A health journalist prepares...

Every journalist in the country should now know that 1 July 2007 is the big day. Smoking will be illegal in all enclosed public places, including the workplace, shopping centres and of course, pubs, bars and restaurants.

Hundreds of thousands of column inches have already been written about it and there is certain to be more to come. But there are still gaping holes in our knowledge.

Did you, for example, know that staff smoking rooms and indoor smoking areas will no longer be allowed, so anyone who wants to smoke will have to go outside?

Did you know that a hotel, guest house, inn, hostel or members’ club can still have designated smoking bedrooms so long as it is clearly marked as a bedroom in which smoking is permitted and has been designated in writing by the person in charge of the premises as being such?

The aim of the ban is not to persecute smokers but to ensure a healthier environment, so everyone can socialise, relax, travel, shop and work in clean air, free from secondhand smoke. The benefits of a ban far outweigh the drawbacks.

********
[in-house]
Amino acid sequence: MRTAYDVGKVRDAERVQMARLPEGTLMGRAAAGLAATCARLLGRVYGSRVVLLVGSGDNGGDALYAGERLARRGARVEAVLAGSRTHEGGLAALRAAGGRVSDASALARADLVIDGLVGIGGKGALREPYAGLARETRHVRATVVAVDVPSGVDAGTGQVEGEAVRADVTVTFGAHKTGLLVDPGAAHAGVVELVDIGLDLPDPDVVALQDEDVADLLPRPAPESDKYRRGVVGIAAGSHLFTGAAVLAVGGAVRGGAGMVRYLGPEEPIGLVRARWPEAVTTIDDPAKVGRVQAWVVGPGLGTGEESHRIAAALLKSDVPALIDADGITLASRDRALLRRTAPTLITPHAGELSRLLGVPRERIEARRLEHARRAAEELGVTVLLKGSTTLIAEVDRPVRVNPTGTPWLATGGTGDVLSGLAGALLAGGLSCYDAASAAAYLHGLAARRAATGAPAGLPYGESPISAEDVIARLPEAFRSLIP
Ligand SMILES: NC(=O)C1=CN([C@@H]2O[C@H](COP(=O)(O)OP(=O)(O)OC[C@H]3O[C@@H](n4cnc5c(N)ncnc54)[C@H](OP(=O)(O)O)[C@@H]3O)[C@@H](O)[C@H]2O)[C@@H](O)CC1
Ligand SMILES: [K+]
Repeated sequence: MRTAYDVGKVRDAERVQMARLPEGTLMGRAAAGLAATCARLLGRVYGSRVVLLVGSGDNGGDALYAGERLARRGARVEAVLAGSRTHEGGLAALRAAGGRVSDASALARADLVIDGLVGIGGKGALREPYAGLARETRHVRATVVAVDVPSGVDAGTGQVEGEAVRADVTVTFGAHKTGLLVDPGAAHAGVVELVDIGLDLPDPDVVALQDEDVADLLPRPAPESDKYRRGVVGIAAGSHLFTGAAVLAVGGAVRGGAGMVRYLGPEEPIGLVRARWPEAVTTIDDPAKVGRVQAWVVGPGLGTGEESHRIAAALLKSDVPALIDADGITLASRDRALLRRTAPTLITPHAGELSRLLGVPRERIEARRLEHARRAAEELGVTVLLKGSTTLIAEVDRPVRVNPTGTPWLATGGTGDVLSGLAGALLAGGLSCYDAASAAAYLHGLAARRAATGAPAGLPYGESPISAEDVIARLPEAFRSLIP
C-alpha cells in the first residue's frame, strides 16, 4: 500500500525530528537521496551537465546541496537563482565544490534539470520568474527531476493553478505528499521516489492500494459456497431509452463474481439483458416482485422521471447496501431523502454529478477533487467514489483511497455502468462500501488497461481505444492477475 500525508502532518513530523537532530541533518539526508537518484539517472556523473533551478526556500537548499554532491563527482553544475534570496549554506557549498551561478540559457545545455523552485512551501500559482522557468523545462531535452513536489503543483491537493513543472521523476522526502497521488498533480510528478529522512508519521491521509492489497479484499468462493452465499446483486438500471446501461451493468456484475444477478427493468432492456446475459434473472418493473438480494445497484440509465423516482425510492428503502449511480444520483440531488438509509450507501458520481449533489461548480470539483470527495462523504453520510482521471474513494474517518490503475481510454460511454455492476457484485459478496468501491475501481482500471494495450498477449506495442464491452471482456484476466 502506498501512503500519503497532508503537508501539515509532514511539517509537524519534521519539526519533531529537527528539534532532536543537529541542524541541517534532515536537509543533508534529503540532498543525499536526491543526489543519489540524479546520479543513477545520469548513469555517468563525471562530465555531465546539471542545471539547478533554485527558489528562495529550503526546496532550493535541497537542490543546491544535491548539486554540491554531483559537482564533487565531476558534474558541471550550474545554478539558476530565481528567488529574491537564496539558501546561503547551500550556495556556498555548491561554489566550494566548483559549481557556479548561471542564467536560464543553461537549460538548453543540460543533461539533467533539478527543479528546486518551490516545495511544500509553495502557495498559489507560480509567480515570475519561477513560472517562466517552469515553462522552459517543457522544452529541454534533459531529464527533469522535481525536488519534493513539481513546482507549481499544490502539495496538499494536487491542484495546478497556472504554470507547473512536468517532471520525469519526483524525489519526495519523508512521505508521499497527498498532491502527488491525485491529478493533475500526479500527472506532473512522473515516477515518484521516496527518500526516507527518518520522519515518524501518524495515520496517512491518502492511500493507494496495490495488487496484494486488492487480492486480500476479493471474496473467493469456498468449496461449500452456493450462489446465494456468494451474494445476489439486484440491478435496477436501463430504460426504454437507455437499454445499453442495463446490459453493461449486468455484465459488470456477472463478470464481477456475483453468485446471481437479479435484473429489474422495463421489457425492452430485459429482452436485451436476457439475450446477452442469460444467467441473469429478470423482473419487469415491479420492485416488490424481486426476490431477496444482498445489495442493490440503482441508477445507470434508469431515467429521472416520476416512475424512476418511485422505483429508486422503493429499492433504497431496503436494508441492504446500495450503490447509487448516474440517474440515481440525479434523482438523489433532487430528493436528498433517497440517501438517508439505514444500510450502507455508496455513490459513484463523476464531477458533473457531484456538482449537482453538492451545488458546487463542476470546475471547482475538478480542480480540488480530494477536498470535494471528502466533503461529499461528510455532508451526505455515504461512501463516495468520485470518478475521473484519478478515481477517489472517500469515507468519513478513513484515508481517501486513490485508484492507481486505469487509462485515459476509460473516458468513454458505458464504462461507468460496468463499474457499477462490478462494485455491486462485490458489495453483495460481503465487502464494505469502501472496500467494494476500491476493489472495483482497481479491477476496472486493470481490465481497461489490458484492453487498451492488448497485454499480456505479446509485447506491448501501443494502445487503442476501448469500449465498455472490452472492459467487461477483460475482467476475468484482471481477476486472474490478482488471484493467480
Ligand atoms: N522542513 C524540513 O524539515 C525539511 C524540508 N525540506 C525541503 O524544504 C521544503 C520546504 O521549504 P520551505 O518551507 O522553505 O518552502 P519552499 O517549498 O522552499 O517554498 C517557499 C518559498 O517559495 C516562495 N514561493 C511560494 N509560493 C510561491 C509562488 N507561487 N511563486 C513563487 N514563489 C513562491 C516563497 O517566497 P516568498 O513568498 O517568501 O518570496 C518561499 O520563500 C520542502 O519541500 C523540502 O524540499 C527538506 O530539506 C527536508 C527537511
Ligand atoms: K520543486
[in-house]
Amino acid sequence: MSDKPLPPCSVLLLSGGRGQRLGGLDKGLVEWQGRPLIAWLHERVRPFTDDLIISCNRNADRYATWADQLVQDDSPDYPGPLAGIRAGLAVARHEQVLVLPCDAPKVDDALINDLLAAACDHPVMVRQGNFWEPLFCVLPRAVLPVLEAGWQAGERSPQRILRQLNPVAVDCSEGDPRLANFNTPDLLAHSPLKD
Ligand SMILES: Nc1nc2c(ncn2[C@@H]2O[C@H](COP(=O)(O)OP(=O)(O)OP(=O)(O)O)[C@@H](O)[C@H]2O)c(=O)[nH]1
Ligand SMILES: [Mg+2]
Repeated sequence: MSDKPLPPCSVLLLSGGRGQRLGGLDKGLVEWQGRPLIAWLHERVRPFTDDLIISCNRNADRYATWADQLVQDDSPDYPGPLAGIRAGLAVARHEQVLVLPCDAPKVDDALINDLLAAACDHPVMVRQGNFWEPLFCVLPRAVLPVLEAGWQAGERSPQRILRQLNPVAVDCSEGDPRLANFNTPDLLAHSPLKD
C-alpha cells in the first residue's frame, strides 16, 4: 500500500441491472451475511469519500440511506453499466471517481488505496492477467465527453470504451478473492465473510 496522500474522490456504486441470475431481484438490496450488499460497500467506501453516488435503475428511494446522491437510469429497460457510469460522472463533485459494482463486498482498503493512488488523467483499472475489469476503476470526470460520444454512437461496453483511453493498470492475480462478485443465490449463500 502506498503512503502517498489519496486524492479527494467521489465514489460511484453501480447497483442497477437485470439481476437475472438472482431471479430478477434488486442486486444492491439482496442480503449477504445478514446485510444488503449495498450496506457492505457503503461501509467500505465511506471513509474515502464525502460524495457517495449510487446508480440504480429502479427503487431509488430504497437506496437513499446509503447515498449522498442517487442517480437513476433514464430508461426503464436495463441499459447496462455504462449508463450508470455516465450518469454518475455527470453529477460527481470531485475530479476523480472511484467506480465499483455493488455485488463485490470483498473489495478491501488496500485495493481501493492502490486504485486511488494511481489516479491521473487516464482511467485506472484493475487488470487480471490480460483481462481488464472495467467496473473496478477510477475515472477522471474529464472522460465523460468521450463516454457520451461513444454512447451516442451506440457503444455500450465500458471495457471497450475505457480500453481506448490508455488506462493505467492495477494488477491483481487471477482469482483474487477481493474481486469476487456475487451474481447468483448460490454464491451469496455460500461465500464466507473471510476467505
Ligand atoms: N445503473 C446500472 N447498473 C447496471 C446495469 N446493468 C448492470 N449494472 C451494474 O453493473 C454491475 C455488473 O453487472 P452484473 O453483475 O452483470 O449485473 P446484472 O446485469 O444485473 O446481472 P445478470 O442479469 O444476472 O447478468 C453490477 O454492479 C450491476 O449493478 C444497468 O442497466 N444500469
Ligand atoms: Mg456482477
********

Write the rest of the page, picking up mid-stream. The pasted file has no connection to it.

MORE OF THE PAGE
The most important fact to remember is that breathing other people’s tobacco smoke is as deadly as lighting up a cigarette yourself. It contains the same toxic substances as the smoke inhaled by smokers. The only difference is that passive smoking is not addictive. Cancer Research UK has loads of information and is only too delighted to pass it on to journalists.

For example: nearly 85 per cent of smoke in a room is caused by sidestream smoke (the smoke that drifts off the end of a burning cigarette) in which the concentration of toxins is much greater than the concentration that is ‘filtered’ through the length of the cigarette being smoked.

The Scientific Committee on Tobacco and Health estimated there are several hundred deaths a year from lung cancer and further deaths from heart disease caused by tobacco-smoke pollution. There is also strong evidence that passive smoking significantly increases the risk of sudden infant death syndrome, respiratory illnesses such as asthma, and middle ear disease.

Around 70 per cent of smokers say they want to quit smoking, and the ban is expected to provide the impetus they need. The NHS offers free group and one-to-one support sessions.

Using nicotine replacement therapy – including gum, patches and lozenges – increases success rates up to four times. There are also two prescription- only drugs, which help reduce nicotine cravings and withdrawal symptoms.

Tips on how to give up, the benefits of quitting, and relevant case studies are always popular with readers, and QUIT, the stop-smoking charity, can help with them all.

As a smoke-free nation, England can look forward to a healthier future. A future where people are fitter and live longer. It is the largest single step to improve our health for generations.

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